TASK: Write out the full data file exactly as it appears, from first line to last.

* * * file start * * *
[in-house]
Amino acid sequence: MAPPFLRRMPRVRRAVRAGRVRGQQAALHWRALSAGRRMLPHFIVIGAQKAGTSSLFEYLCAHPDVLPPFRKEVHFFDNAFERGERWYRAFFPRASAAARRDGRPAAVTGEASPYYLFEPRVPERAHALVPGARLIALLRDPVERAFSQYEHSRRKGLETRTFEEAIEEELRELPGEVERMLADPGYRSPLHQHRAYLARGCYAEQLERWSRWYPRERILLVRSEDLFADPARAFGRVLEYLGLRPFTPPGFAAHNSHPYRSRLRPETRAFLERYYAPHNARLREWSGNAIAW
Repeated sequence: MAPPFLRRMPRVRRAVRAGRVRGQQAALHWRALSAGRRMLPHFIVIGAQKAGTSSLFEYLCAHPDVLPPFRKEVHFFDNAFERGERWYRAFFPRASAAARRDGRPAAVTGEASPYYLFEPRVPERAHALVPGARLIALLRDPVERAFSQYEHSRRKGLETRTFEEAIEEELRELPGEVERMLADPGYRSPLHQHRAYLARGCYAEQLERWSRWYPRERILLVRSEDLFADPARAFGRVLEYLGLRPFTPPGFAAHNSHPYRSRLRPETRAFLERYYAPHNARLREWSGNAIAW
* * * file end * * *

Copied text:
[in-house]
Amino acid sequence: MAPPFLRRMPRVRRAVRAGRVRGQQAALHWRALSAGRRMLPHFIVIGAQKAGTSSLFEYLCAHPDVLPPFRKEVHFFDNAFERGERWYRAFFPRASAAARRDGRPAAVTGEASPYYLFEPRVPERAHALVPGARLIALLRDPVERAFSQYEHSRRKGLETRTFEEAIEEELRELPGEVERMLADPGYRSPLHQHRAYLARGCYAEQLERWSRWYPRERILLVRSEDLFADPARAFGRVLEYLGLRPFTPPGFAAHNSHPYRSRLRPETRAFLERYYAPHNARLREWSGNAIAW
Repeated sequence: MAPPFLRRMPRVRRAVRAGRVRGQQAALHWRALSAGRRMLPHFIVIGAQKAGTSSLFEYLCAHPDVLPPFRKEVHFFDNAFERGERWYRAFFPRASAAARRDGRPAAVTGEASPYYLFEPRVPERAHALVPGARLIALLRDPVERAFSQYEHSRRKGLETRTFEEAIEEELRELPGEVERMLADPGYRSPLHQHRAYLARGCYAEQLERWSRWYPRERILLVRSEDLFADPARAFGRVLEYLGLRPFTPPGFAAHNSHPYRSRLRPETRAFLERYYAPHNARLREWSGNAIAW